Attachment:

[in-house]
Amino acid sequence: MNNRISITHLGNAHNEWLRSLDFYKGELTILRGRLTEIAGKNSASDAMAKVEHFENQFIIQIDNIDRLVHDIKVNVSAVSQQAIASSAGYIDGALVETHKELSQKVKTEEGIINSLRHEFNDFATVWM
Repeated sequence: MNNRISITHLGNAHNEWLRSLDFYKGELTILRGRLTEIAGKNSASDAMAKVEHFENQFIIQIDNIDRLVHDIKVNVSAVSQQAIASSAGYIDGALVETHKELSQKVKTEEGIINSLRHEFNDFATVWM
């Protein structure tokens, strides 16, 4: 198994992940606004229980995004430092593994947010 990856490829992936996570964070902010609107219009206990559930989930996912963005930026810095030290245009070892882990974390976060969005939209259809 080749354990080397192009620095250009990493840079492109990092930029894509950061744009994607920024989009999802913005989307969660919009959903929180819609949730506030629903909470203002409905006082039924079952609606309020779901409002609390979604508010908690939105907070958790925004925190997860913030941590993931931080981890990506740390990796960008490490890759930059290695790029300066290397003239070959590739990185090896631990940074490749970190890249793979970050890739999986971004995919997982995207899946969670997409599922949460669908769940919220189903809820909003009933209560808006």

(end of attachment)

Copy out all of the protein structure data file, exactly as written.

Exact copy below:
[in-house]
Amino acid sequence: MNNRISITHLGNAHNEWLRSLDFYKGELTILRGRLTEIAGKNSASDAMAKVEHFENQFIIQIDNIDRLVHDIKVNVSAVSQQAIASSAGYIDGALVETHKELSQKVKTEEGIINSLRHEFNDFATVWM
Repeated sequence: MNNRISITHLGNAHNEWLRSLDFYKGELTILRGRLTEIAGKNSASDAMAKVEHFENQFIIQIDNIDRLVHDIKVNVSAVSQQAIASSAGYIDGALVETHKELSQKVKTEEGIINSLRHEFNDFATVWM
């Protein structure tokens, strides 16, 4: 198994992940606004229980995004430092593994947010 990856490829992936996570964070902010609107219009206990559930989930996912963005930026810095030290245009070892882990974390976060969005939209259809 080749354990080397192009620095250009990493840079492109990092930029894509950061744009994607920024989009999802913005989307969660919009959903929180819609949730506030629903909470203002409905006082039924079952609606309020779901409002609390979604508010908690939105907070958790925004925190997860913030941590993931931080981890990506740390990796960008490490890759930059290695790029300066290397003239070959590739990185090896631990940074490749970190890249793979970050890739999986971004995919997982995207899946969670997409599922949460669908769940919220189903809820909003009933209560808006």